,” an’ the dreadfu’ocean aboot huz, says I, “ I'll tak a haud o' the stoop just like a roarin' sea.
She was oʻthe bed.” And sae I gat in. I left on a bank o'sand, leanin' on think we war strugglin' i' the bed her side, and her mouth was fou o for about twa hours; and the water san'. Fouk wondered I didna dee foatit up the cauf-bed, and she lyin' o cauld an’hunger; but baith on't. Syne I tried to help her up, cauld an? hunger ware unkent by an' I took a haud o' her shift, to try me, wi' the terrification I wuz in to keep her life in. But the waters wi’ the roarin' o' the waters aboot were aye growin'. At last I got me, Lord save me !'* her up wi' ae haun to my breest, “The corpse of the poor old woand held a haud o' the post o’the man Speediman was put into a cart, bed with the ither. An' there wuz together with her niece Bell, whose ae jaw o' the water that cam' up to state of exhaustion was so great, my breest, an anither jaw cam' an' that it was difficult to tell which was fuppit my aunty oot o' my airmes. the living and which the dead body.” "Oh! Bell, I'm gane !
says she ;
The boat next rescued three old and the waters just chokit her. It women, one of whom died, in Elgin Fuz a dreadfu' sight to see her ! hospital, of dropsy, brought on by That wuz the fight and struggle she cold and wet. Then a family of had for life! Willin' wuz she to the name of Monro were relieved, save that! An her haun', your but the horrors of that dreadful day honor ! hoo she fought wi’ that affected Mrs. Monro's mental, as baun?! It would hae drawn tears well as bodily health. a pity frae a heathen! An' then It was now about six o'clock in I had a dreadfu' spekalation for my the evening, and Funns and family ain life, an' I canna tell the consee- had for four-and-twenty hours been derable moments I was doon in the in peril. During all these rescues water, an' my aunty abeen me. they had been seen far over in the The strength 'o' the waters at last midst of the inundation, clustered brak the bed, an' I got to the tap like flies on their little speck of o't ; an' a dreadfu' jaw knockit my land. The boat of the deliverers head to the bed-post; an' I wuz for had gone to the rescue of those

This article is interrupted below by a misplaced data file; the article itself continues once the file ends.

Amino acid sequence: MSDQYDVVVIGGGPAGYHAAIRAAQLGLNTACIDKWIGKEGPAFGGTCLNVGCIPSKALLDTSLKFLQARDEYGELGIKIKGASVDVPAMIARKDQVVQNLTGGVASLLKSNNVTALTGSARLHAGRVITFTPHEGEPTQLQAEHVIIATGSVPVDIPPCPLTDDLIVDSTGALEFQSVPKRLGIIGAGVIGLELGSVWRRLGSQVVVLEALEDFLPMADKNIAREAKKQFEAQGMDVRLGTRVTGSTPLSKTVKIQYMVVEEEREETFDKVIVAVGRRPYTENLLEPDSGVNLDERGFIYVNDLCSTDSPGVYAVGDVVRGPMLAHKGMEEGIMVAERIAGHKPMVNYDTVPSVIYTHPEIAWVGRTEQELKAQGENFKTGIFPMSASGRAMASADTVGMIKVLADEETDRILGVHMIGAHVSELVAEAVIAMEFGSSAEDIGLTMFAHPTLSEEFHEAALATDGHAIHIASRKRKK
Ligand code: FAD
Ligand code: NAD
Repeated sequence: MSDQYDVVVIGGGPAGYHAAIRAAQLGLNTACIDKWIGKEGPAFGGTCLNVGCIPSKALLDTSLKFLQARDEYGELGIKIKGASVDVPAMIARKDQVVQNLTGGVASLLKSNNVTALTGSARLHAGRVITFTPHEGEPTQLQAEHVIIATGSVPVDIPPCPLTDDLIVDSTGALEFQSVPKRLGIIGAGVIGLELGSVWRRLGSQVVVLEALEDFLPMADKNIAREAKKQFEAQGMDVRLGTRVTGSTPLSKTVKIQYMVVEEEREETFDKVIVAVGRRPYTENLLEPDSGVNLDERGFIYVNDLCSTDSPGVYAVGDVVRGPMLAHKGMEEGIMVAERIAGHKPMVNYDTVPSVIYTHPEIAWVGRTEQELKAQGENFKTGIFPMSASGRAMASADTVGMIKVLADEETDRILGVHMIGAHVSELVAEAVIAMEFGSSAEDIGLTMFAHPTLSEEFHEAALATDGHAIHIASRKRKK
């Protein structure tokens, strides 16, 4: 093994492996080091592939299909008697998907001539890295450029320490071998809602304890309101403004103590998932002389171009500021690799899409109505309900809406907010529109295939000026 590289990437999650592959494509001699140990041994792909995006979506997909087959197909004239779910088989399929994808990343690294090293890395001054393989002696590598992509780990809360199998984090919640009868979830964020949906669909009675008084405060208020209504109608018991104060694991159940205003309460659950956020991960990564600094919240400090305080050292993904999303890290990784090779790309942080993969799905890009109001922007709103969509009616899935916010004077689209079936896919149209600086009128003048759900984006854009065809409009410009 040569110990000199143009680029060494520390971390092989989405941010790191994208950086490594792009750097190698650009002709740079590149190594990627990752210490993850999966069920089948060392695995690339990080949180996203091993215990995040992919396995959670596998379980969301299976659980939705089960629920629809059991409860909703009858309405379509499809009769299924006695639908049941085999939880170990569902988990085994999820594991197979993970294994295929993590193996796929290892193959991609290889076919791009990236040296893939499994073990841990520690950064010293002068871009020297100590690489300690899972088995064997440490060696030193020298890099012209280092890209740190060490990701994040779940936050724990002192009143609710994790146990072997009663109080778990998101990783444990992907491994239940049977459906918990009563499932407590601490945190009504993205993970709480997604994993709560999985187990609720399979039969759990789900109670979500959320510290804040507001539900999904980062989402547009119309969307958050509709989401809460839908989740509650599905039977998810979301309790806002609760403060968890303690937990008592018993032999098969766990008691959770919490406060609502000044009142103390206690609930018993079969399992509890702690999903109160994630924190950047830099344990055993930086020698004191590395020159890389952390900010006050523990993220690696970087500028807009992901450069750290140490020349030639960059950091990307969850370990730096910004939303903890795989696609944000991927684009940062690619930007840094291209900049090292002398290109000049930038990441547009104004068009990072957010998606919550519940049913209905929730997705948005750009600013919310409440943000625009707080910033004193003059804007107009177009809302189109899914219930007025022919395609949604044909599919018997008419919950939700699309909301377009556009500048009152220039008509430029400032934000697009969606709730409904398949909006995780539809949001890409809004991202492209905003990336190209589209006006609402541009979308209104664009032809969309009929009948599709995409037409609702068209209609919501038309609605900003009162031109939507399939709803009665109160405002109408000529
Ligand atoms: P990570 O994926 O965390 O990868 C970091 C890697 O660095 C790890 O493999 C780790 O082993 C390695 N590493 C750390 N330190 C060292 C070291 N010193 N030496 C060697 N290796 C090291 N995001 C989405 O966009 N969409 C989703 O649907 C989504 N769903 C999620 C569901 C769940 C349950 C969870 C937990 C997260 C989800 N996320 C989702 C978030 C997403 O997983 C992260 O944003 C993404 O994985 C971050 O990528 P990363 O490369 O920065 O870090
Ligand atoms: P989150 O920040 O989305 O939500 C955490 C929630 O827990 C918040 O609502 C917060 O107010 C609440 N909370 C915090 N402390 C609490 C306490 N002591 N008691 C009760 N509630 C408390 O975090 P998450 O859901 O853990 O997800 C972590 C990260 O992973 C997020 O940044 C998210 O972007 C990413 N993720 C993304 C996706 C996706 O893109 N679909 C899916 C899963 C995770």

This poor woman has since become a perfect cripple from rheumatism.